Are you a risk taker? Based on a little “test” by National Geographic on line which included a mix of questions such as: would I do drugs other than marijuana and alcohol, punch someone in the face, miss work, or water ski, to name a few – I’m pretty timid. “You wear comfortable shoes, and you’ve got insurance for your insurance.” Yikes! Yet I have been called a risk taker by mere non National Geographic mortals because I have chosen to eke a living out of life sans having a job.
I’ve often wondered why so many people remain stuck. I’m not suggesting that everyone should leave their jobs and hang out their ‘new business’ shingles. I am talking about stuck as in not taking the necessary NEXT step – regardless of where they might be. In fact – I don’t think we view what we need to do next as a step. This is the problem.
We try to think through ALL the steps that we need to take. Figure everything out. We want certainty. We ask for absolute guarantees before we can move forward. We think and think things through in detail and before we know it – we’re in another year. At a recent presentation a colleague shared, in a similar discussion about NEXT steps, that “before you know it – another Old Year’s Night is here…and then your entire life becomes a series of Old Years Nights.” I read somewhere recently “Talking about WHAT you’re going to do uses energy from that dream. By talking you run the risk of spending ALL the energy you need to put the dream into ACTION.”
Sandro da Silva, a Dutch-Brazilian leadership and performance coach shares this perspective regarding NEXT steps: “Dilemmas are part of a leader’s routine. Should you follow your own gut feeling or should you listen to what others say? Should you offer the market what you want to sell or should you offer what the market says it wants? Should you tell your team members what to do or should you allow them to make their own decisions? As you can see, the questions posed are either-or questions, and choosing one option automatically excludes the other. If you approach your leadership challenges this way (many of us do), you are always confronted with the risk of choosing one option at the expense of the other; this evokes fear in you, and sometimes so much fear that it paralyzes you and disturbs you with anxiety and stress.”
Sandro explains that we only begin to profit when we can see that the two options are only extremes of a continuum. “People feel empowered when they discover that there are many more options, many more shades of grey (50 I have heard), between the black and white extremes they normally see.”
What about habits that keep us stuck? Prevent us from making any changes because we think it’s for the greater good. Kate Nasser, The People-Skills Coach™ warns us that habit can sometimes masquerade as logic and safety. It wraps itself up in politically correct labels and best practices. Habit demands more and more data instead of acting NOW. Habits just may be anchoring you in the comfort zone of today. When we answer to “why we do this?” with “because we’ve always done it this way” then beware – habit might be steering your ship. I asked Kate to elaborate on a phrase she used ‘Habit embezzles the phrase empowerment’ in her blog post titled ‘Change Leaders: The Beloved Bully Is Stopping You!’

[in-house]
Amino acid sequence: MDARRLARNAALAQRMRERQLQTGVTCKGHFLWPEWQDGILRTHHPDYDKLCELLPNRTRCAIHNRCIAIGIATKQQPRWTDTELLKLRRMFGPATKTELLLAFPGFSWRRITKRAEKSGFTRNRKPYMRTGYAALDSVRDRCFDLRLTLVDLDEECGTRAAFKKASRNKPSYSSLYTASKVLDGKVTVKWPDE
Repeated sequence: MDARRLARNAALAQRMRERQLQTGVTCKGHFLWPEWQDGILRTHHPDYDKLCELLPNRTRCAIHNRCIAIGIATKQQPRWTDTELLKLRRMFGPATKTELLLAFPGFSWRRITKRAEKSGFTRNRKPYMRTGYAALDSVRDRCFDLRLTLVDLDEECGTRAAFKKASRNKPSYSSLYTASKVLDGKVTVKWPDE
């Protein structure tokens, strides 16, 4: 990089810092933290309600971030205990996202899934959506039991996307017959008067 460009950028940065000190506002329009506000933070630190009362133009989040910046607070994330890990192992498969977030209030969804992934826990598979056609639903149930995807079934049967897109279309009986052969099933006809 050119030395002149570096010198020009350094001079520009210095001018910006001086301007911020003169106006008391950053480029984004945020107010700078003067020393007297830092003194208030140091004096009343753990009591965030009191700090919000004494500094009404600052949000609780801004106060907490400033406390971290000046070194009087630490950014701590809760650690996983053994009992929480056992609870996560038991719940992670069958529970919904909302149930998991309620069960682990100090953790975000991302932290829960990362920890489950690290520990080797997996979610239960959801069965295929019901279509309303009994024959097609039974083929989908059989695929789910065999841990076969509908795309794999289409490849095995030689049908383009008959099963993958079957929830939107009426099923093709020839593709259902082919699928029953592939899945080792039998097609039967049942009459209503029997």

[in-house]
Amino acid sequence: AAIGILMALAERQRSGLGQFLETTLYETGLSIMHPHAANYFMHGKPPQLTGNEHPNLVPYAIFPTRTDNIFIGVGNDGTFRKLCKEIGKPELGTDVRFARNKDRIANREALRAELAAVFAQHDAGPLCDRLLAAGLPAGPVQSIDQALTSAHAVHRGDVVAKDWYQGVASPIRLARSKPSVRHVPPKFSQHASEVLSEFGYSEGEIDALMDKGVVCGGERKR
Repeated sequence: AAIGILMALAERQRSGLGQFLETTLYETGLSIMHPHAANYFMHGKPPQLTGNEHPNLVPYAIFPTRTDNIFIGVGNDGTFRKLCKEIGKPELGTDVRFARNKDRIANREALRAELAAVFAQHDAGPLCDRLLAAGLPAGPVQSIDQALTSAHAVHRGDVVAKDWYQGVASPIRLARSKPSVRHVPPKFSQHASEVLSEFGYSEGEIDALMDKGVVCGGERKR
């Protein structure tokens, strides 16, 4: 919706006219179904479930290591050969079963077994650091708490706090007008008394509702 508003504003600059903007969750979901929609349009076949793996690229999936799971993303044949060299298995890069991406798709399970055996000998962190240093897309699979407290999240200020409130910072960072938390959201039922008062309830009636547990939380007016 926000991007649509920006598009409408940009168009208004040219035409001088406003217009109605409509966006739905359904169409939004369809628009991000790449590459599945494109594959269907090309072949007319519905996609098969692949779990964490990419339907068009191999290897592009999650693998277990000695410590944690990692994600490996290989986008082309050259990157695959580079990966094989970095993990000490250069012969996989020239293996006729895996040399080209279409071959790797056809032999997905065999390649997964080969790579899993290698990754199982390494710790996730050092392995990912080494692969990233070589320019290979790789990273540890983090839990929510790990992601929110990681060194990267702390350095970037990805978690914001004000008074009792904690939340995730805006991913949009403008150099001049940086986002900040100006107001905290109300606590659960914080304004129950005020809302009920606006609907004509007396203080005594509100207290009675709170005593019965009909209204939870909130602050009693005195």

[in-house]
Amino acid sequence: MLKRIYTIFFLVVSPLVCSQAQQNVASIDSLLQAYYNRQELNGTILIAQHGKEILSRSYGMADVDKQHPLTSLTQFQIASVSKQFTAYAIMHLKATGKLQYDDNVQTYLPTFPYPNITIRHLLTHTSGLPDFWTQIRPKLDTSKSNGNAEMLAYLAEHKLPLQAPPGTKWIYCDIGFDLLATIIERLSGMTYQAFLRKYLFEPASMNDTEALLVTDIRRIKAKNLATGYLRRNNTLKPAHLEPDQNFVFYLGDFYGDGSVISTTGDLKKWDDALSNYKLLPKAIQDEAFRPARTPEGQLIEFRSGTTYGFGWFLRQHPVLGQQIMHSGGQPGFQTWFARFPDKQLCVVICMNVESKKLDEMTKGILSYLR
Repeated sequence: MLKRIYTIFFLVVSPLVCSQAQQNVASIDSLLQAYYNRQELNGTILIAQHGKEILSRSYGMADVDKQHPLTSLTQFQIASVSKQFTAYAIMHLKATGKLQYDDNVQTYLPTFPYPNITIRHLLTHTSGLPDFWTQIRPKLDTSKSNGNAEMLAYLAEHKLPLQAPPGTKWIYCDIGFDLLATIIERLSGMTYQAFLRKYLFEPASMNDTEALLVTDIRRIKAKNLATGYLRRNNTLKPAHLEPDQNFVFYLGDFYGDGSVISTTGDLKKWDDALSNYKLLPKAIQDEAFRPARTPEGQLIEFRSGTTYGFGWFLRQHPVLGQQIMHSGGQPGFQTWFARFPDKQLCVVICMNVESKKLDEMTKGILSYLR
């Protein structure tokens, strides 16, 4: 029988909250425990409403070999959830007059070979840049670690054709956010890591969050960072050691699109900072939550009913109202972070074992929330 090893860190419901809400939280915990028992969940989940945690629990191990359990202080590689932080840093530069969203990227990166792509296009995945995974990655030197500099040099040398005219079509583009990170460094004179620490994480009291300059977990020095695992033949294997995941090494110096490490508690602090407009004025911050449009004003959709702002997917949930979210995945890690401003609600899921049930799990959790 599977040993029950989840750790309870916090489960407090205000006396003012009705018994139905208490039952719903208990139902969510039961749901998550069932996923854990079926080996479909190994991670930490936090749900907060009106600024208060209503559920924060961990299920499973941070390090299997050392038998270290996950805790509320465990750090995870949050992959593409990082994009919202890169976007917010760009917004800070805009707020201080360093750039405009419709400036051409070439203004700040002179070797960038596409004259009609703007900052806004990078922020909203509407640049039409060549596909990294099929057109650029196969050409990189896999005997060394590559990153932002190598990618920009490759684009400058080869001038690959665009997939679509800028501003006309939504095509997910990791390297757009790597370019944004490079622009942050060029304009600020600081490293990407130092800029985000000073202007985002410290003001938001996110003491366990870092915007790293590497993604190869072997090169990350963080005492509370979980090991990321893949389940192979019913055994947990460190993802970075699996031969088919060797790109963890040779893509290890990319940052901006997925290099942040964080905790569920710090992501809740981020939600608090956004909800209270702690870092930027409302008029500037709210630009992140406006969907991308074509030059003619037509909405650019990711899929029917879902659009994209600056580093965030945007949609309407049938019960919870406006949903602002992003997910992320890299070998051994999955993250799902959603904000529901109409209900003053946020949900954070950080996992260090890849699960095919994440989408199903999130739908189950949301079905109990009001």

She said “Leaders who feel deeply for their people, many times have difficulty leading change. They feel the pain of the employees as they struggle with the change. The result? Some of them pull back and stop leading the change and mislabel that “empowerment”. They have actually said to me, I believe in empowerment and don’t want to push. We then have a discussion about leading vs. pushing. Alternatively, employees who are resisting change do so under inappropriate label – “empowerment”. They often accuse leaders of being too authoritarian and not fostering empowerment.
In truth, habit is stopping the change: The leaders’ habits of wanting to be liked; the team members’ habits of the current way of working. Habit has thus embezzled the phrase empowerment to sustain the status quo.”
And what about the elephant in the room? We continue to live with issues that weigh down on us physically, emotionally and spiritually yet do nothing about them. We either avoid the elephant or we deny that the elephant exists People have been tolerating the issue for so long, you think – who are you to bring it up? So you say nothing. Julie Fuimano, MBA, BSN, RN, CSAC in a blog post aptly titled ‘Is there an elephant in the room?’ says “You’d rather not rock the boat. If you speak up, you are going to have to deal with the ramifications. If the person you are dealing with has a temper, has a need to be right, or is prone to becoming defensive, well, it’s just easier to continue to put up with whatever is bothering you and hope it goes away.”
None of these strategies are working are they? I didn’t think so! You will forever feel discomfort and malaise if you don’t DO something. Not doing turns into self flagellation which never ends in a good place and anchors you further into desperation and despair.
Stop needing to know and instead pay attention. Life is giving you clues ALL the time but if you’re so wrapped up in how things are SUPPOSED to be and in the need for ABSOLUTE certainty before you make your next move, you will miss those clues and instead end up just as this Ancient Chinese Proverb suggests “He who hesitates before each step spends his life on one leg.” Let me ask you this: “What step do you dare take NOW to finding out what’s on the other side?” My friend and colleague Dr. Marcia Reynolds, bestselling author of Wander Woman, suggested I add this “And once you get there – what will keep you from running away?”